Ornamental quince is Mother Nature’s way of saying, “You got this. If I can shine through some storms, so can you.” It is for this reason that 1.) I am glad I didn’t know I should have relegated quince to the back of the border and 2.) I will soon have seven ornamental quince in my melodious garden.

Quince is as carefree as shrubs come. I have never pruned mine, nor deadheaded them or shaped them up in any way. The branches are rather gangly and arching while bare, though this gives them a soft rounded appearance when fully leafed out. I may or may not hit them with some organic fertilizer as I am applying fertilizer to the lawn or flower beds.

In full disclosure, I planted my original quince so long ago that I have long since lost any record of which quince variety it is. I have not been able to find any reference to one that exactly matches it. This one sports a single row of petals in a deep coral color, does not have thorns and has never set fruit. It has also stayed at at tidy three feet tall and three to four feet wide. (If you happen to know, please drop a comment.)

Double Take Scarlet quince is a newer cultivar and one I planted in my early post-rose days. This is the first year that it has put on a real show in my garden. I have found that if one purchases a smaller, one gallon size shrub, they will take a few years to get settled before blooming well, though that may also be due to my laissez faire approach to fertilizing.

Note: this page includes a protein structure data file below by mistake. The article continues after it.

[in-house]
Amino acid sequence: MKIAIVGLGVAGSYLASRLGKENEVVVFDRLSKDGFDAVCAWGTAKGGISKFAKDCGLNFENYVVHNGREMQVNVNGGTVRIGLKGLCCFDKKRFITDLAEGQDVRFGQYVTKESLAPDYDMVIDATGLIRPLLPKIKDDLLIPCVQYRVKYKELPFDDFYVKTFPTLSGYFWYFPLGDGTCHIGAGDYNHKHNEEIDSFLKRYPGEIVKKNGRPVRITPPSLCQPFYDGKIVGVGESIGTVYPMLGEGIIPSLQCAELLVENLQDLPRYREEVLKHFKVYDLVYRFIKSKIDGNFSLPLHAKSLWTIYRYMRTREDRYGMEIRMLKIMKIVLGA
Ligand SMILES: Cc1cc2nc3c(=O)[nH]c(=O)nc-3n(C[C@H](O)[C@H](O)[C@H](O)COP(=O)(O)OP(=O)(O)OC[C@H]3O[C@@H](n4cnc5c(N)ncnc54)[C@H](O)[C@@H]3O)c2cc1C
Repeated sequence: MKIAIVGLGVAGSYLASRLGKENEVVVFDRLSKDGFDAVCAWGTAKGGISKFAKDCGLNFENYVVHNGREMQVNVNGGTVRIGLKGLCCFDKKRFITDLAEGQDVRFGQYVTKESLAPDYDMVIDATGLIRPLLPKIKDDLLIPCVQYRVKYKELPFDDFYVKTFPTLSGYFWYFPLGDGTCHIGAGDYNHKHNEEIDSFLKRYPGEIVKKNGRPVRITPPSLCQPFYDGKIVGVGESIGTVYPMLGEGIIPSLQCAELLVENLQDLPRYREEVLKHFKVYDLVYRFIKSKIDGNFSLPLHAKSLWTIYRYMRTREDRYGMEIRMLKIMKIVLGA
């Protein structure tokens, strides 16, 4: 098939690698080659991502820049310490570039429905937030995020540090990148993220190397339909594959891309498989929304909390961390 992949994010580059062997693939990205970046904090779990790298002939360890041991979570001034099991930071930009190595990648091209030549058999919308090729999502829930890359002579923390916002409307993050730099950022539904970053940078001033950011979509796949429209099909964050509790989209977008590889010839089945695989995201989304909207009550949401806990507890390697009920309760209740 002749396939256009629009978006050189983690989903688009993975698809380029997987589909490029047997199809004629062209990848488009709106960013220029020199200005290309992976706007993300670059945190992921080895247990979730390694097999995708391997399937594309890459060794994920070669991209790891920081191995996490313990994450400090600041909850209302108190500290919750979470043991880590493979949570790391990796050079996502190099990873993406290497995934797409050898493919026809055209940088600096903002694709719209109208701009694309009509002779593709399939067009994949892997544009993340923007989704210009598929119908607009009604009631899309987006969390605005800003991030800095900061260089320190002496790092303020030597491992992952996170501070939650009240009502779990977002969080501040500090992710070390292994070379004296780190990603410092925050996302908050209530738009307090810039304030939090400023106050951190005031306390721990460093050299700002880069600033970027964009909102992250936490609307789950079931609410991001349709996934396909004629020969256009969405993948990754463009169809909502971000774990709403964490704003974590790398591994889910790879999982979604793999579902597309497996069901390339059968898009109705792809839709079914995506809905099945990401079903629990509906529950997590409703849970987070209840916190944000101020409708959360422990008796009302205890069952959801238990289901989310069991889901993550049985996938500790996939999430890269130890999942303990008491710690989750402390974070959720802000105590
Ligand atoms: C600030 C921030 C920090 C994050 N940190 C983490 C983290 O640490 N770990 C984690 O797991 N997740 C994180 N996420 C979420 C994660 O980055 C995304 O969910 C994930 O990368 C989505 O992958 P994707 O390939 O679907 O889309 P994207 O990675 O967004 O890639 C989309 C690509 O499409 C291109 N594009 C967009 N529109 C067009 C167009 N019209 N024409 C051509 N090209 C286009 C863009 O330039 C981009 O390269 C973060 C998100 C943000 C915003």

Once spring is in full swing, the quince is finished blooming and fully leafed out. It could easily fade off now, overshadowed by nearby spring and summer blooms. However, that is when quince goes to work, in my opinion. You see, once its branches are fully covered with greenery, it makes a fabulous shelter for insects, lizards and small birds, all an essential part of a vibrant ecosystem. Too many times, we overlook the importance of natural shelter, protection from both the elements and from species further up the food chain. To smaller species, the quince’s tangle of arching branches offers just the perfect habitat for them to weather out a storm or seek protection from a hawk flying overhead.

Wildlife need shelter, food and water to survive, and gardeners need wildlife. Wildlife brings life and vibrancy in to the garden. And wildlife helps with pest management and control, for the ladybettles come in to feed on the aphids, which draws in the lizards and, suddenly, before your eyes, you have an entire ecosystem seeking to balance itself out.

In a forest, there are multiple layers, from the canopy far overhead, to the vines that climb up those trees to the life below ground. The understory or shrub layer of a forest or backyard garden is an important layer for wildlife, as this is their shelter. The lizards or small birds that come in seeking shelter may stay and eat some insects, therefore the shrub layer may also provide a natural food source. Water collecting on the leaves or petals of a bloom may also provide essential water. Quince provides all this – and it blooms in the dead of winter, too!

So Keep Calm and Garden On and Plant Some Shrubs. You won’t regret it. Trust me.